I found that when I did that people would use the radical candor if you imagine a two by two upper right hand quadrant is radical candor bottom right is obnoxious aggression and they would use it to write names in boxes and I beg of you please don't use these terms that way this is not another Myers -Briggs personality test this is use radical candor to drive specific conversations with specific people to a better place because these are mistakes we all make all the time like very often I will assert that I try not to be a jerk but sometimes I fail sometimes I do act like a jerk and that's problematic for a bunch of obvious reasons it's problematic because it harms someone else it's also inefficient because when you're obnoxious to someone else they go into fight or flight mode and then they literally can't hear you so you're wasting your breath but it's also problematic because I don't know about you but when I realize I've been a jerk it's not my instinct to go the right way on the care personally dimension instead it's my instinct to go the wrong way on challenge directly and say oh it doesn't matter I didn't mean it but it does matter and I did mean it that's why I said it and then I wound I wind up that's the sort of hero's journey to the worst place of all manipulative insincerity and if obnoxious aggression is front stabbing manipulative insincerity is backstabbing it's where passive aggressive behavior political behavior all of the kind of things that make a workplace most toxic creep in but the fact of the matter is those are not the two most common problems that's where the drama is so if you watch the silicon valley show the hbo show silicon valley or the office or something you're going to see a lot of episodes about obnoxious aggression and manipulative insincerity or you read any of the news articles or the front page stories that make the front page there's often drama with some of what you're talking involved yeah exactly but the fact of the matter is the vast majority of us make the vast majority of our mistakes when we remember to show that we care personally because despite everything you see on social media most people are actually pretty nice people so we do remember to show that we care personally but we're so concerned about not hurting someone's feelings that we fail to tell them something they'd be better off knowing in the long run and that i call ruinous empathy so that is the the tldr but please do read version of radical candor such a great book we did it as a book club at Cloudflare and it just it feels like it definitely gives you language and how to think about it to both give the feedback and then receive feedback and i think that's both really important for anybody in their career as they grow their career because you find yourself in situations where someone maybe you're like i think you could do better here or i could do better and so it's a really great book okay so that's radical candor and now tell us about just work so if you write a book about feedback you're going to get a lot of it and indeed i did and some of the most valuable but feedback is a gift i i am very grateful some of the most valuable feedback i got about radical candor happened when i was i was doing a presentation at a tech company in san francisco and the ceo of that company is had been a colleague of mine for the better part of a decade someone i like and respect enormously and one of too few black women ceos in tech and after i gave the presentation she pulled me aside and she said kim i'm excited to roll out radical candor i think it's going to help me build the kind of culture i want but i got to tell you it's much harder for me to roll it out than it is for you and she explained to me that as soon as she would offer someone even the most compassionate gentle criticism she would get slimed with the angry black woman stereotype and i knew this was true and as soon as she said it to me i realized four things at the same time the first thing i realized was that i had failed to be the kind of colleague i want to be i had failed to be an upstander against that the kind of bias and worse that she had experienced and in fact i i had failed often even to notice the kinds of things the way that she had to show up unfailingly cheerful and pleasant at every single meeting she ever went to in spite of the fact she had what to be ticked off about as we are i mean we saw this yesterday in the in the supreme court here it's like it's unfair to to not to stand up to that kind of injustice when you see someone going through it so that's number one the second thing i realized was that i had been in denial about the kinds of things that had happened to me as a woman in the workplace kind of hard for the author of radical candor to admit that i had been in denial but i hadn't been candid even with myself about the kinds of things that were happening to me i think in part because i never wanted to think of myself as a victim we have such a strange attitude towards being a victim in our society but even less than wanting to think of myself as a victim that i want to think of myself as a perpetrator but the third thing i realized was that i had i had caused harm i had been biased at times in my career i had never intentionally caused harm but but i had done so and then the fourth thing that i realized was that as a leader i had failed to create the kind of environment in which everyone could just work just in the just get it done sense of the word but more importantly just in the sense of justice sense of the word i'd failed to create kind of fair working environments where bias prejudice and bullying just weren't tolerated that's a lot of aha moments yeah there was a lot i call it that's like a lot one of those is a lot but all four of those is a lot of realizations yeah and it took me another four years to unpack all of those and write just work which really tries to to parse the problem of workplace injustice so that we can fix it so we can address it okay amazing well okay so i mean i know i care a lot about having a great workplace but it's not perfect and i know there's a lot of other leaders listening or people who work in teams or place place where it's like okay lots of good things but we're not perfect so tell us kim in this book what are some of the ways that we can create better workplaces how can we be doing better so one of the one of the things one of the chapters in the book is you can't fix problems you refuse to notice and so the first thing that i tried to do is to to differentiate between bias prejudice and bullying i think too often we conflate these problems as though they're one thing but the fact of the matter is they're very different so so i can offer some simple definitions for bias is sort of not meaning it's like a brain hiccup whereas prejudice is a consciously held belief usually reflecting some kind of stereotype so so that is meaning it so if bias is not meaning it prejudice is meaning it and bullying is just being mean there's no belief at all and it's really useful to sort of distinguish between these three so that we know how to respond we know how to say what to say when we don't know what to say because very often i don't know about you but at least once a day i'll be in a meeting and someone will say something and i'm like whoa but i don't know exactly how to respond so what i recommend is with bias you respond with an eye statement i don't think you meant that the way it sounded it sort of invites someone in to understand things from your perspective whereas with prejudice that's not going to work because holding up a mirror to someone is uh they're going to look in the mirror and say yeah you know they're going to like what they see so and so and you need an it statement in the face of prejudice and that can appeal to the law it can appeal to an hr policy or it can appeal to sort of common sense like it is illegal not to hire someone because of their hair which it is in california crown act it is an hr violation not to hire someone because of their hair which hopefully it is or it is ridiculous not to hire the most qualified candidate because of their hair so that's what you do in a sort of an id statement helps people understand where the line is between their freedom to believe whatever they want but they can't impose that belief on other people they can't say or do whatever they want in the workplace and then last but not least bullying what do you do about bullying i learned i learned about this actually from my daughter when she was in third grade she was getting bullied on the on the playground and i was encouraging her as often often adults do to kids in this situation to use an i statement i feel sad when you bla bla bla bla she banged her fist on the table and she said mom they are trying to make me feel sad why would i tell them they succeeded and i thought that is a really good point good point yeah and so we talked about it a you state why are you talking to me like that if if you want to sort of de-escalate or you can't talk to me like that but a you statement now all of a sudden you're not in a submissive role anymore you're in an active role and so those are some sort of i'll show you i even i have a i have a um i have a quick screen share oh yeah please do i love it this is people reporting again we all face this on a daily basis of okay biased someone doesn't mean it what do you do so they're asking it okay i'll let you review it because this i think is really good so bias is is not meaning it just an i statement invite them in to understand things from your perspective i don't think you're going to take me seriously when you're referring to me as honey or whatever it is prejudice in its statement it is illegal it is an hr violation it is ridiculous not to hire the most qualified candidate because of their hair for example and there's many other kinds of prejudices and finally a you statement in the face of bullying either you can't talk to me like that or you need to stop now or especially if you're a leader what's going on for you here why are you behaving this way so i think that can really help people sort of it you know figure out what to say when you don't know what to say now of course what can leaders do to make it more likely that people will actually say something because they rarely do like i had to i had to think long and hard one of the reasons why i wrote the book is to express gratitude for the various upstanders in my career all kinds of ridiculous things happened to me which i explain in the book but the people who i'm so grateful to are those who they weren't standing up for me as though i couldn't stand up for myself but they were standing up to the problem they were helping dispel the gas lighting by saying this is not right you know and so for example in the case of bias aileen lee who's who started cowboy vc who you probably know told me a great story about going into a meeting with two colleagues who were men and aileen had the expertise that was going to win her side the deal so when the other when the other side came in and sat across from them the first person sat across from the guy to aileen's left the next person sat across from the guy to his left and then everybody else filed on in down the table leaving aileen dangling by herself so often that's how bias shows up just in where we sit so everybody you know aileen was a little uncomfortable the two guys with her were a little uncomfortable and then sure enough what usually happens in such a situation started to happen aileen started talking and when the other side had questions they directed them at her at the two guys left and it happened once it happened twice it happened a third time and finally the the one of aileen's business partners stood up and he said i think aileen and i should switch seats that was all he had to do to totally change the dynamic in the room and he did that for a couple of reasons one because he cared about aileen and he didn't like saying he didn't think it was fair he didn't like her seeing her get ignored but he also did it because he just wanted to win the deal and he knew if he couldn't get them listening to her he wouldn't they wouldn't win the deal so that's a simple story why doesn't that happen more often like what can leaders do to help that kind of thing happen more often well i think what you were saying is true it's almost i i'm thinking back to my own daily business matters and you just find yourself in situations that somebody you're not sure what to do so i think back to the the screen share you shared kind of same cave different situations how can you handle it this is another good example because once you kind of have the tools then maybe you're like okay maybe i am willing to do something switch chairs make a comment an i statement a you statement and it statement i mean these are really good practical things that we can all do we can all do in the next meetings we have today which we really appreciate kim yeah and one of the i started a company uh around just work with trier brian and one of the things that trier and i work with leaders to do is to create bias disruptors because if you don't you know if you if you if you just ignore bias when it happens it gets reinforced bias is kind of a pattern and we as human beings are pattern makers but we're also pattern changers we can make a new better pattern and so it's really important to teach your team how to disrupt bias okay so i want to talk about this but before we get to the disruptive of the bias so let's just some like data or data or quantify like how often on a weekly basis or monthly basis or daily basis in the workplace does a typical company or team or just or an employee experience bias or prejudice or bullying like how often is this kind of once a year or much more frequently than i mean in the case of bias it's probably once a meeting is my is my uh under you know that's my experience in fact alan eustace who was an engineering leader i worked with at google used to do used to do the following he'd stand up in front of his whole team in 500 people and he would say if you are underrepresented and you've experienced some form of bias you know in the last week not ever in your career but this week raise your hand 100 of the underrepresented meaning basically not not a white a white man 100 of the underrepresented people raised their hand and he said okay put your hand down now he said if anyone has expressed bias in the last week raise your hand no hands went up and he said there is the problem where we can't fix problems we refuse to notice we've got to learn how to notice this in a way that is not you know because you say or do something biased it doesn't mean you're irredeemably horrible person it just means you're living in in in a society that is profoundly biased and if we're going to change it we gotta start learning how to interrupt it so i would say i mean at least for my i'd be curious about what your experience but i mean i've i've experienced not only bias prejudice and bullying but also discrimination harassment and and physical violations in the workplace um and you know the physical violations far less often you know maybe maybe a couple times a year but the bias i would say on a daily basis and even though some of the physical violations i experienced were far more traumatic i would say in aggregate the bias has been like a repetitive stress injury that actually has hurt me more uh and different people have different life experiences so i'm not saying i'm not trying to impose mine on the world but i'm saying that's how it's been for me yeah i think that you you i think this idea that it's prevalent bias prejudice bullying it's prevalence and maybe different different spectrums depending where you work your team who you are but the point is that especially bias it comes up all the time okay so i love this you you and trier's um term bias disruptor so tell us tell us what that means and then tell us all things we can do to help disrupt bias if we see something in a meeting you know after after we're done this conversation yeah so there's three parts to bias disruptors and i really recommend if you're a leader sit down with your team and take the first step which is figure out come up with a shared vocabulary what are you all as a team gonna say uh when you notice bias so that everyone knows so that you can move past the moment sort of quickly but so that you know what to say so i don't think you meant that the way it sounded some teams other teams have have said that they'll say ouch and when someone says ouch in a meeting that means something biased and then that gives the opportunity who said the bias thing to say oops you know so so that so that has worked for some other teams that we've worked with throw up a peace sign trier and i wave a flag which i have here and uh or say purple flag or throw up a purple post-it or whatever you have whatever you want and the thing about a purple flag is it's friendly it's not a red flag it's not a yellow flag it's it's inviting the key thing about the shared vocabulary is that it shouldn't be overly harsh or aggressive it should invite someone in to understand that that that bias has happened and so then the the next part to bias disruptors is a shared dorm on how to respond when you're the one whose bias has been disrupted because it is i don't know about you but when someone points out to me that i've said or done something by i feel deeply ashamed and and it's difficult to respond well when you're in shame mode it's a it triggers the same kind of fight or flight response and it can't be up to the people who are disrupting the bias to to manage my shame response i've got to manage my own shame response but you as a leader can help people on your team manage their shame response by just having a shared norm for how to respond and it it basically needs to include some form of thank you for pointing it out and then either i get it uh i'm working on it and and we're gonna have to be patient and persistent with it one another by the way because even though i once i realize that that i'm using like if for example guys calling a mixed audience guys like that's very hard language to change it's going to take some persistence but then there are other times when my bias has been disrupted and i don't even know what i did wrong now i'm doubly ashamed because i've harmed someone and i'm ignorant and so teaching people to say thanks for pointing it out i don't quite get it can we talk after the meeting is really important so that's why the shared norms are so important and then the third thing is a shared commitment to if you get to the end of a meeting and no purple flag has been waved you got to pause for a moment so if we get to the end of this conversation and you haven't waved a purple flag on me let's pause what did i say that was biased because i promise you i said something uh we all do so sort of you want to make sure that you're looking for it that you're that you're and then and then that you're moving through it quickly so that you so that every meeting isn't all about bias right right that's great those are i mean those are really i think that that feels like something every manager or team lead can just have a conversation their next leadership meeting of around some of this very practical very actionable and you can kind of see having a shared norm shared vocabulary gives people the tools to be able to better handle it when it comes up because one of the things that i've seen i don't know if this came up in your work with organizations is and you've kind of said it but i always say people don't put their foot in their mouth they don't want to say the wrong thing they don't and sometimes you kind of get caught in an awkward situation and you're like okay i really said the wrong thing but i don't know what to do about it and that's and so i think helping people just have shared norms and behave and what to do about it and language is very helpful yeah and we're all going to say the wrong thing like it we are all bound to mess up and i think extending each other some grace but also part of the grace is the radical candor you got to point it out yeah i love that okay so in addition to the book which has been you know so much you also have a company where you work with organizations and teams to help create this these just work workplaces and so as you've worked with some of these teams and companies that you come in and help create more equitable workplaces uh what are what are some insights you can share give us some examples of where you came into an into a team and maybe found some bias or prejudice and things that you implemented to help help get things back on the right track now the bias disruptors tends to be one of the easier things to do actually because it it it's it's really about it's fast it's free it just takes a little bit of emotional discipline but teams have been sort of pleasantly surprised they approach it with a certain amount of dread and then they're like oh it's so much more relaxing to know that we can just point it out and move past it the other thing that we've done is we've worked with leaders to write really sort of a code of conduct so that when when folks notice prejudice they know what to do about it they they can point to it is a violation of our code of conduct and that sounds kind of easy it's really actually difficult because are you going to be the kind of organization where you know where where there are known sort of consequences to to imposing your prejudice on someone else like what is okay to do or say is it and and organizations have really struggled with this and you see you know you base camp is an example of a company that sort of backed into a very bad code of conduct because they they they tried to write it when they were in crisis and they lost 30 percent of their employees as a result so you want to make sure that you're thinking through where that line is between one person's freedom to just believe what they want but not to say or do and it's going to be different from company to company so that has that has proved very helpful at some of the companies and then the other thing that we've done around bullying is worked with leaders to create real consequences for bullying because the problem with bullying is that it's kind of a local maximum bullying usually works for the bully that's why they do it but it's bad for the collective efforts of the team and if the goal of just work is to create a collaborative work environment bullying is a disaster and for the collective efforts of the team and so you want to make sure that you're teaching people to to create conversational consequences for bullying to interrupt it in the moment but also that you're creating uh sort of performance management systems that don't give high ratings to people who uh who who bully so you want to create compensation consequences and most importantly you want to create career consequences you want to make sure that you're not promoting your your people who indulge in bullying uh alassian is a good example of a company who who made a very explicit rule we're not going to promote the brilliant jerks and and that was really important because there comes a moment in every company's history where the jerks begin to win and that's the that's the moment when the company begins to lose when the culture begins to to deteriorate so we've done that the other thing that we've worked on when you layer power on top of bias prejudice and bullying you get discrimination harassment and physical violations so we've worked with organizations to begin to quantify their bias in hiring practices and who in ratings and promotions uh at at every stage of the employee life cycle even and and who gets mentored and when you quantify it you begin to notice uh you begin you can't help but notice and and then you got to figure out why it's happening right and and fix it but that has really uh been been helpful then there are also there are also companies that we work with to really put in in place checks and balances because when when when managers and organizations have too much unchecked authority then they often take advantage of that and that's where you begin to see cultures of harassment uh come into place and then last but not least around sort of creating a culture of consent to prevent physical violations has been really important and we've used actually with a number of leaders we've used the hand shake like we're some of us are returning to to to in-person work and are we going to shake each other's hand are we not and and using that to reinforce the idea that it's the it's the responsibility of the toucher to know whether the person they want to touch wants to be touched and if they don't want to be touched don't touch you don't you're not obligated to shake someone's hand and if you're not sure don't touch don't just stick your hand out you know say are we shaking hands you know are we up and this has been really refreshing I think for a number of teams so those are some of the things that that Trier and I do when we work with leaders leadership teams that's that's it that's amazing that's such a great portfolio and and you can just as you're talking about you're like well I can't believe that doesn't exist and I'm excited for you and all the work you're doing and so just as somebody who's written this book you do a lot you people you hear all the good I'm sure you hear all the bad just here I've just worked and now you're working with organizations I mean are you optimistic we have about two minutes left Kim but like are you optimistic for the future or are you pessimistic for the future when it comes to workplace creating great workplaces?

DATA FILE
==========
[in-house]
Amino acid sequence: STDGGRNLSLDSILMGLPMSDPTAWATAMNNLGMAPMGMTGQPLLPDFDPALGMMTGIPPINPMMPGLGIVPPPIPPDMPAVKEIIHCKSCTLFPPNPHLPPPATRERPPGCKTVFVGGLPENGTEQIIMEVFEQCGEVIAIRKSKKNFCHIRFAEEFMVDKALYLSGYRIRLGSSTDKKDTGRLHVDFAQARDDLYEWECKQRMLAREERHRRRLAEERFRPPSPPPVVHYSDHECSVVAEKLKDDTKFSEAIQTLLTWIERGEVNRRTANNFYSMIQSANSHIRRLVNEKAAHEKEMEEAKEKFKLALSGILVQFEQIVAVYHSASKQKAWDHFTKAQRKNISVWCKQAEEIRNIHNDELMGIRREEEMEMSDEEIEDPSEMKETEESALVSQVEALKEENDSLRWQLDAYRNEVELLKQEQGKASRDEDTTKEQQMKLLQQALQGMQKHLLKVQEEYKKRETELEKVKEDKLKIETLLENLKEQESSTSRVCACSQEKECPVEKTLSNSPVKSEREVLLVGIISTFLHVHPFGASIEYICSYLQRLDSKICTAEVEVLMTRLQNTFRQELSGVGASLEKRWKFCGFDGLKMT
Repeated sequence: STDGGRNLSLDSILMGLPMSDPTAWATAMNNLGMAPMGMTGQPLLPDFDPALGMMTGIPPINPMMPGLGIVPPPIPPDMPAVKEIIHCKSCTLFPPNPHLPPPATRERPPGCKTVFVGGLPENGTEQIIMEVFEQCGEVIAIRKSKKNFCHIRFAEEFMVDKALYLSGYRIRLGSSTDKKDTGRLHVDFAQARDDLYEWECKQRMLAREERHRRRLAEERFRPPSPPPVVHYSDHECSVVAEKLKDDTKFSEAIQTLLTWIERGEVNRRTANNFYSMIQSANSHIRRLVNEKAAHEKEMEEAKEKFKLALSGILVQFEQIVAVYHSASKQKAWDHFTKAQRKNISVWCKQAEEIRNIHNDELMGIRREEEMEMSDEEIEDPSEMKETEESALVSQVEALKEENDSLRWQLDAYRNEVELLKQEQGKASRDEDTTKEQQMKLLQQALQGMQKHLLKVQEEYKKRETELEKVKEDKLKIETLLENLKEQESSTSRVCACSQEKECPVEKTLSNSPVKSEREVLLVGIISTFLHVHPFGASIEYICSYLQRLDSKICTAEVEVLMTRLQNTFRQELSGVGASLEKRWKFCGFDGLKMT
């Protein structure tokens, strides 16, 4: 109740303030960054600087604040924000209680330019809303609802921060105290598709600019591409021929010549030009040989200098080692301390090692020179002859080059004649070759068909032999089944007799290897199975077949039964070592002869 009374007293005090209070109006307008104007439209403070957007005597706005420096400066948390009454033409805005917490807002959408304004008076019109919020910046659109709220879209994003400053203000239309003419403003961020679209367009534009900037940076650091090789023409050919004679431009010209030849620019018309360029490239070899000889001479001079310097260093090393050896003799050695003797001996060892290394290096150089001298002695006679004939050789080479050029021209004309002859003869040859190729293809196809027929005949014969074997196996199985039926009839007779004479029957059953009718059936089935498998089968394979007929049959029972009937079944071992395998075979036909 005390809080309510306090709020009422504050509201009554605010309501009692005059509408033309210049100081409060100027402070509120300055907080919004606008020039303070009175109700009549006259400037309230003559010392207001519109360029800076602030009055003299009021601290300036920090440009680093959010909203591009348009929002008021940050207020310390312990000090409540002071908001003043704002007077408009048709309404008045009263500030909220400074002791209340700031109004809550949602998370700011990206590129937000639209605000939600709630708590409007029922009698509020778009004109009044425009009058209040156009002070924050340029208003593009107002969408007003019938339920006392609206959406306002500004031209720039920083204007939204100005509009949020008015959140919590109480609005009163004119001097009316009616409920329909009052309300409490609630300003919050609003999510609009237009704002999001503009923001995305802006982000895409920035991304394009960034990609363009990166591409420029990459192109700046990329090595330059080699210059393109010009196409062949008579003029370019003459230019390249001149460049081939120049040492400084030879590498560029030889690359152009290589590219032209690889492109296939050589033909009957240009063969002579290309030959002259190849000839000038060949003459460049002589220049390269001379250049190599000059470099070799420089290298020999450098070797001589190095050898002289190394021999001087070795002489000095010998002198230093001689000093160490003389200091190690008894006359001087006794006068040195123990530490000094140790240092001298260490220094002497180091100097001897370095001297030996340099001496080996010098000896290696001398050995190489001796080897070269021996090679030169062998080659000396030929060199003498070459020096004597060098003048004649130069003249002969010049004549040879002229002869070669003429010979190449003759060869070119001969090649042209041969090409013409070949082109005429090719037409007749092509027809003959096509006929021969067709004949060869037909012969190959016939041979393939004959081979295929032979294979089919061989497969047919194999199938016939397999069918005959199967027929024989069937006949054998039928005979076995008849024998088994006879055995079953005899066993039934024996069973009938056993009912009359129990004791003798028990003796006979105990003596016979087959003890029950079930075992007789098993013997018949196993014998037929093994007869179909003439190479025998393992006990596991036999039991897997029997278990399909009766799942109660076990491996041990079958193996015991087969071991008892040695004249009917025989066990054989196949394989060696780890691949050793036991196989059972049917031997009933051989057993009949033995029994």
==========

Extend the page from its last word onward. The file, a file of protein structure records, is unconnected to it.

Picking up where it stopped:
I'm optimistic I mean I'm sort of by personality an optimist but I think there are reasons for optimism there certainly are reasons for pessimism as well I'll acknowledge but the reason why I'm optimistic is that I think that between Me Too and Black Lives Matter there's so much more awareness you know I said at the beginning you can't fix problems you refuse to notice it's harder than ever to refuse to notice these these these problems and it also is more likely that people are going to tell their stories and and they've done fMRI studies and they found that when people tell stories their brains literally get on the same wavelength and so I'm optimistic that as we share stories more openly than we ever have as human beings that that we can come together in solidarity and really address some of these some of these problems and it's not I think also recognizing that gender injustice doesn't occur in a vacuum racial injustice doesn't occur in a vacuum that we must come together and solve these problems together that that's what gives me reason for hope good good well I'm so grateful for your book and the work that you and Tariq are doing I'm very happy to hear that too I think we all have work to do and so for the audience who are listening if they want to learn if they want to get a copy of your book what's the best way to do that if they want to follow you tell us how we can do all that tell us the best channels to follow you and how to find your book absolutely the book is everywhere so so you can go to your local bookstore you can get it on Amazon if you go to there's a bunch of links you can bulk buy copies for your whole team if you want and we have a number of resources on justworktogether .com and I'm at Kimball Scott or you can follow at justworkbook thank you so much Kim we're out of time this was an amazing conversation all the best to you let's all for everyone listening let's all go back and create better work environments for all of our teams today thanks so much Kim thank you

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Yes We Can
Join Cloudflare Co-founder, President, and COO Michelle Zatlyn for a series of interviews with women technology leaders. We hope you will learn, laugh, and be inspired by these conversations.